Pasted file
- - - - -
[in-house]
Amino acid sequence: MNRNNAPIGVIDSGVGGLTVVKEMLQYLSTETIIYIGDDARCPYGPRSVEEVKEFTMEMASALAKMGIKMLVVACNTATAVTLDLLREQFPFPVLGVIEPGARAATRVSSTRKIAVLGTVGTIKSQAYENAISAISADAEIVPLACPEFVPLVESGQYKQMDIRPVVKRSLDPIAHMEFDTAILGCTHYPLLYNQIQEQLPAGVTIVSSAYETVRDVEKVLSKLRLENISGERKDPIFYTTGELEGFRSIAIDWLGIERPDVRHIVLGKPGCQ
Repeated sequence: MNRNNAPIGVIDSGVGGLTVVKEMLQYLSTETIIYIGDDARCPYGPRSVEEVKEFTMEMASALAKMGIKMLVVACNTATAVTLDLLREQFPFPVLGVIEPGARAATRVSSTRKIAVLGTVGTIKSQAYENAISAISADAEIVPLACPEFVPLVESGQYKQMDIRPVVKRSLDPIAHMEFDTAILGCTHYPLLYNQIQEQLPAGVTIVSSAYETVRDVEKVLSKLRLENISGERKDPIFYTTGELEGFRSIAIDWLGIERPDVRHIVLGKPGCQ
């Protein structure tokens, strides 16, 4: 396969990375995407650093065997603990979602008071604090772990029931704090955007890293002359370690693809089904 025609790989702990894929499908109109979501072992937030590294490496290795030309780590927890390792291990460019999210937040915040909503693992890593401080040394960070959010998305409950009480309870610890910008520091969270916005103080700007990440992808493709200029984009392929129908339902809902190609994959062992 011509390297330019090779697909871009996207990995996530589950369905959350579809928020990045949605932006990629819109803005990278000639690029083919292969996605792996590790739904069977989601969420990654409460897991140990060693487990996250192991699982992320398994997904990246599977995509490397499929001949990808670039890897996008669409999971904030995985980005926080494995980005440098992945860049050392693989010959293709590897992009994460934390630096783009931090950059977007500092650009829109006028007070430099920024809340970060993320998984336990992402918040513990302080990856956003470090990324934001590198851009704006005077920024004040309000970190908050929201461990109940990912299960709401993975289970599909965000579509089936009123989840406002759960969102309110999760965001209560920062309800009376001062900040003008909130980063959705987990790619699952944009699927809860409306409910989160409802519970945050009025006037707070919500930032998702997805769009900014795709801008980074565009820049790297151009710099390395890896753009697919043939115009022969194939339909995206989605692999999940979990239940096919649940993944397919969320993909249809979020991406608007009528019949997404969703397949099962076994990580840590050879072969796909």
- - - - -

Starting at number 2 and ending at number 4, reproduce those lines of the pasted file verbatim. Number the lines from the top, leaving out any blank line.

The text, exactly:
Amino acid sequence: MNRNNAPIGVIDSGVGGLTVVKEMLQYLSTETIIYIGDDARCPYGPRSVEEVKEFTMEMASALAKMGIKMLVVACNTATAVTLDLLREQFPFPVLGVIEPGARAATRVSSTRKIAVLGTVGTIKSQAYENAISAISADAEIVPLACPEFVPLVESGQYKQMDIRPVVKRSLDPIAHMEFDTAILGCTHYPLLYNQIQEQLPAGVTIVSSAYETVRDVEKVLSKLRLENISGERKDPIFYTTGELEGFRSIAIDWLGIERPDVRHIVLGKPGCQ
Repeated sequence: MNRNNAPIGVIDSGVGGLTVVKEMLQYLSTETIIYIGDDARCPYGPRSVEEVKEFTMEMASALAKMGIKMLVVACNTATAVTLDLLREQFPFPVLGVIEPGARAATRVSSTRKIAVLGTVGTIKSQAYENAISAISADAEIVPLACPEFVPLVESGQYKQMDIRPVVKRSLDPIAHMEFDTAILGCTHYPLLYNQIQEQLPAGVTIVSSAYETVRDVEKVLSKLRLENISGERKDPIFYTTGELEGFRSIAIDWLGIERPDVRHIVLGKPGCQ
């Protein structure tokens, strides 16, 4: 396969990375995407650093065997603990979602008071604090772990029931704090955007890293002359370690693809089904 025609790989702990894929499908109109979501072992937030590294490496290795030309780590927890390792291990460019999210937040915040909503693992890593401080040394960070959010998305409950009480309870610890910008520091969270916005103080700007990440992808493709200029984009392929129908339902809902190609994959062992 011509390297330019090779697909871009996207990995996530589950369905959350579809928020990045949605932006990629819109803005990278000639690029083919292969996605792996590790739904069977989601969420990654409460897991140990060693487990996250192991699982992320398994997904990246599977995509490397499929001949990808670039890897996008669409999971904030995985980005926080494995980005440098992945860049050392693989010959293709590897992009994460934390630096783009931090950059977007500092650009829109006028007070430099920024809340970060993320998984336990992402918040513990302080990856956003470090990324934001590198851009704006005077920024004040309000970190908050929201461990109940990912299960709401993975289970599909965000579509089936009123989840406002759960969102309110999760965001209560920062309800009376001062900040003008909130980063959705987990790619699952944009699927809860409306409910989160409802519970945050009025006037707070919500930032998702997805769009900014795709801008980074565009820049790297151009710099390395890896753009697919043939115009022969194939339909995206989605692999999940979990239940096919649940993944397919969320993909249809979020991406608007009528019949997404969703397949099962076994990580840590050879072969796909």